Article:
August 11, 2011 3:54 PM
Jay and I met my freshmen year of college, and I told him his name “shoulda been Carlos.”
“You look like a Carlos, man. It’s uncanny. Your parents fucked up.”
Any other dude would have written me off as the asshole I was, but Jay, having a sense of humor and also probably just as eager to meet new friends his freshmen year, played along.
“Carlos, huh?” He said.
“Yeah,” I said, “Carlos.”
“Yeah, Carlos looks good on me.”
From that moment on, we were pals. We went on to run up and down the Chicago dorm building’s 18 floors, visiting every one from the sixth up, knocking on doors and giggling away like little boys. When caught by one of the few residents quick enough to swing their door open after we’d knocked, I tried to play it off, calling out in a serious voice, “Hey, we’re chasin’ down the guy who knocked your door and ran off! Stay here where it’s safe!”
“Yeah,” Jay stepped in, “that guy stole my Will Smith CD!”
So, Jay’s life became a legend before he even died. Afterwards, on the night we found out, my roommates and I sat in our apartment as a host of friends trafficked in and out to speak with the counselors provided us by our school, as well as to share memories. One girl remarked at some point, without any mocking in her voice, but instead confusion, that, “It doesn’t make sense that Jay’s dead. He always been like just a cartoon character.”
“But think about it,” my roommate said wisely, “Jay Polhill has entered into the great beyond. That ‘cartoon character’ is only one of us who knows what comes after.”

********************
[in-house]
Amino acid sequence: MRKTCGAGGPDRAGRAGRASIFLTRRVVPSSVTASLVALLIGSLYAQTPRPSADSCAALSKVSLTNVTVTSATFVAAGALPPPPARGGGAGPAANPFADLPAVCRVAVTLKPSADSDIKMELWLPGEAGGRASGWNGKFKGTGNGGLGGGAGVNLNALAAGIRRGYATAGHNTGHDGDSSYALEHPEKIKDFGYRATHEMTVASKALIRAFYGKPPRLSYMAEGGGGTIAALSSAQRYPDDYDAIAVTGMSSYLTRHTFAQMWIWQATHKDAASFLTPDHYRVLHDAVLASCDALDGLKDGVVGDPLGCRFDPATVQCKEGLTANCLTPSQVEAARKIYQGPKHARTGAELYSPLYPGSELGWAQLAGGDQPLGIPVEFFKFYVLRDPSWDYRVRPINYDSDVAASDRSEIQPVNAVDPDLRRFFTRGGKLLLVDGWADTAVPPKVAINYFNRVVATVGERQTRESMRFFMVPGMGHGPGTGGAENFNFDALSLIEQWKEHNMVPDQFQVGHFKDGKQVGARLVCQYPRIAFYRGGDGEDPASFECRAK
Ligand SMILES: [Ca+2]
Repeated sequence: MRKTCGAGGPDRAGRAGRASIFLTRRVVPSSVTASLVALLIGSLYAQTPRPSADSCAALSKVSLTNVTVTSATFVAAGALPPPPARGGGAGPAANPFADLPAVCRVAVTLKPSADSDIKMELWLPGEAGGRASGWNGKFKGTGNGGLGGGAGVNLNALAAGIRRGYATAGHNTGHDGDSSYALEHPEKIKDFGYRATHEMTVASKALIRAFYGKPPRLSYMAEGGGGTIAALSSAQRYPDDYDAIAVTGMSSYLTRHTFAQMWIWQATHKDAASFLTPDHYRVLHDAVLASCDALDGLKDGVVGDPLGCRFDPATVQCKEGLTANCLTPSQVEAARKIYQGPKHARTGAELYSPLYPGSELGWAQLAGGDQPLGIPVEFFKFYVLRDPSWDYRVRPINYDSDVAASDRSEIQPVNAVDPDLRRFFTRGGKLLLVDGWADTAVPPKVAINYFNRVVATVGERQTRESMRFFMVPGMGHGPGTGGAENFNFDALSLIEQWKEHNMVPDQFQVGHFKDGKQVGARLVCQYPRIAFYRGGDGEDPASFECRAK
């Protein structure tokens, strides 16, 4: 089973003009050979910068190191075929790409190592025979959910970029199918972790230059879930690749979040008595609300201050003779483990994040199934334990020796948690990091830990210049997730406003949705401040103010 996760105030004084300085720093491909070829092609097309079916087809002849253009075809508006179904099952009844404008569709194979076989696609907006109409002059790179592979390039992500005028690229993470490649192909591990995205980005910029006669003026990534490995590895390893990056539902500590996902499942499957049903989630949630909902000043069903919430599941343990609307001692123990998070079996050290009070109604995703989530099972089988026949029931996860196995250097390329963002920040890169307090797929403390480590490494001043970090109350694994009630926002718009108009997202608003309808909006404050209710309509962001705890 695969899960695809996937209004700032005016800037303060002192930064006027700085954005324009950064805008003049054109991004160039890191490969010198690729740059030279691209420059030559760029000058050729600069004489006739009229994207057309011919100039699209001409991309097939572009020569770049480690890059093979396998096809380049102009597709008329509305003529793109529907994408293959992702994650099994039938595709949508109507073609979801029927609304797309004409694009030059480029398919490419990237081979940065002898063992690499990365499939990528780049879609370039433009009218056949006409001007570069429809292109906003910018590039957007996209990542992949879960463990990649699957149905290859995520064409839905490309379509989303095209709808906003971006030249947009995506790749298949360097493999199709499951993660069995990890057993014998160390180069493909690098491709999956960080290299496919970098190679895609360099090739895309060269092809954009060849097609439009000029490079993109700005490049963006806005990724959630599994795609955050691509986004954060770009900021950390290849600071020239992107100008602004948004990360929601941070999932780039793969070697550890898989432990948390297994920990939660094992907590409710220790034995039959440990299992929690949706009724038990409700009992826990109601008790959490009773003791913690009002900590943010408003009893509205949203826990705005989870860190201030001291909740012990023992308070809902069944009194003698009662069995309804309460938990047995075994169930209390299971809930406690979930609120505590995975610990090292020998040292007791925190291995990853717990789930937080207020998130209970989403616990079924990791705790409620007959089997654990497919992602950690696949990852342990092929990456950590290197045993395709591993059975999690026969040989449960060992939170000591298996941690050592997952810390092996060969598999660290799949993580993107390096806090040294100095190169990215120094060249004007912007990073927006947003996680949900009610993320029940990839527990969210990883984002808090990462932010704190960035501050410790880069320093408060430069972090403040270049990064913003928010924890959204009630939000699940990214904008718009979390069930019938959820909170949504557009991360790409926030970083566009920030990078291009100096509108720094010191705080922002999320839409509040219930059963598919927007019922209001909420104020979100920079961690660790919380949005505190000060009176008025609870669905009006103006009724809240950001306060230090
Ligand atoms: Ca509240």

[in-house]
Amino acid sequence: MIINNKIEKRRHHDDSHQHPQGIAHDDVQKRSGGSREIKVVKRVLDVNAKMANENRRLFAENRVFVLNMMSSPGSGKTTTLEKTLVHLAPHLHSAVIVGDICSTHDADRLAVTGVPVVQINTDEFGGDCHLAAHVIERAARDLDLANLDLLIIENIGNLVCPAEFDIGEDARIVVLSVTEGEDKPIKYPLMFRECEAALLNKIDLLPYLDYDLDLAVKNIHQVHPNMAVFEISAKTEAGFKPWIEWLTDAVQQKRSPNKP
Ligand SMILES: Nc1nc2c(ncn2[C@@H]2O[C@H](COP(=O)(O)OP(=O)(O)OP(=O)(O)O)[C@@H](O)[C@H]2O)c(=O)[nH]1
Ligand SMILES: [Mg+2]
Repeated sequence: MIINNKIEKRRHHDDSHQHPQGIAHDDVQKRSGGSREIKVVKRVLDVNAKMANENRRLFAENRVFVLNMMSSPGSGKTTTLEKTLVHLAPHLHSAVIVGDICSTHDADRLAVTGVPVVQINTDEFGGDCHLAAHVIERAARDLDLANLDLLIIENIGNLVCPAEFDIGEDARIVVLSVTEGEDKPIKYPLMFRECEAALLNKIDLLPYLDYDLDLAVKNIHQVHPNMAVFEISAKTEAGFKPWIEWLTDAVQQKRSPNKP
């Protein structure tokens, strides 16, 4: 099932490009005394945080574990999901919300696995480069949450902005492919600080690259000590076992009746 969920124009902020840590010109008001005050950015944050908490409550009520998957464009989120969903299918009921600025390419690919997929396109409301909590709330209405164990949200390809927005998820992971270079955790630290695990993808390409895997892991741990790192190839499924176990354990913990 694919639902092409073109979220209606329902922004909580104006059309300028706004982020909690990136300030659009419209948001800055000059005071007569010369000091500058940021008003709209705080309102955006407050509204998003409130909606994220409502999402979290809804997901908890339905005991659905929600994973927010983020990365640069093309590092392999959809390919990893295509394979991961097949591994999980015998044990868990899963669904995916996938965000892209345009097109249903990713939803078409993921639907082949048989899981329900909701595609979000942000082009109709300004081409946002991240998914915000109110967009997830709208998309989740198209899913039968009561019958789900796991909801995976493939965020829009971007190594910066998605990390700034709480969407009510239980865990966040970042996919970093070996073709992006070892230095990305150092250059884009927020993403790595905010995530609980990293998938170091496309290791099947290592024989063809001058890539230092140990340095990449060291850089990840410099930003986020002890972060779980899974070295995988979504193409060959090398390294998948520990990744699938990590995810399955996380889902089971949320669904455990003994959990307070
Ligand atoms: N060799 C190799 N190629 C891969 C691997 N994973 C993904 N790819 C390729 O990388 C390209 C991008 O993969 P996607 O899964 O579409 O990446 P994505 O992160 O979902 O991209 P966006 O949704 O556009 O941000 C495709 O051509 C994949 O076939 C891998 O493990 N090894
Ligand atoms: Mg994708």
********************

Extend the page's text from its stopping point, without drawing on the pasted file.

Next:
I think I probably shook my head in awe. Jay Polhill, the man who oftentimes referred to himself and his body as “the Diesel Beast” was gone. It didn’t make any sense. Never again would I hear the door to our apartment dorm kicked open and the inevitable “OHH!!” that he’d yell to announce his arrival. All of the comical wisdom and absurd catch phrases he’d given us would now be reserved to memory. Among these stand immortal teachings that you may someday pass on to your grandchildren, forgetting where it was you first heard them:
“No fatties are allowed in the Palace of Wisdom.” Jay often said, lowering a pair of down turned wrists along his body in a ‘behold gesture.’
Or, when speaking on his preference for redheaded girls:
“Only redheads. And no faux reds allowed. I only deal in natural reds with real pasty white skin.”
And of course, the most practical advice yet, something that would go on to be tattooed across the feet and wrists of my grieving friends, the simple phrase, “Don’t worry about it.” It was a joke we used to say to anyone who asked a question that we couldn’t answer. Or maybe didn’t want to.
“How old is that milk you’re drinking?”
“Don’t worry about it.”
This was the standard formula for our interactions with, well, anyone. But Jay took the phrase and made it famous. The way history takes the reigns of originally anonymous aphorisms and tacks one well-deserved master speaker of the phrase beneath it. The words “don’t worry about it” will always belong to Jay Polhill within our group of friends. Jay never allowed the comic origins of the phrase slip away, but he began to use the thing I once thought a joke as actual advice. And well, it came out of his mouth sounding not only funny, but wise, intelligent, and the only natural course in which to pursue. The phrase, “Don’t worry about it,” is, after all, a calming and thoughtful piece of advice. And a hard one to follow, too.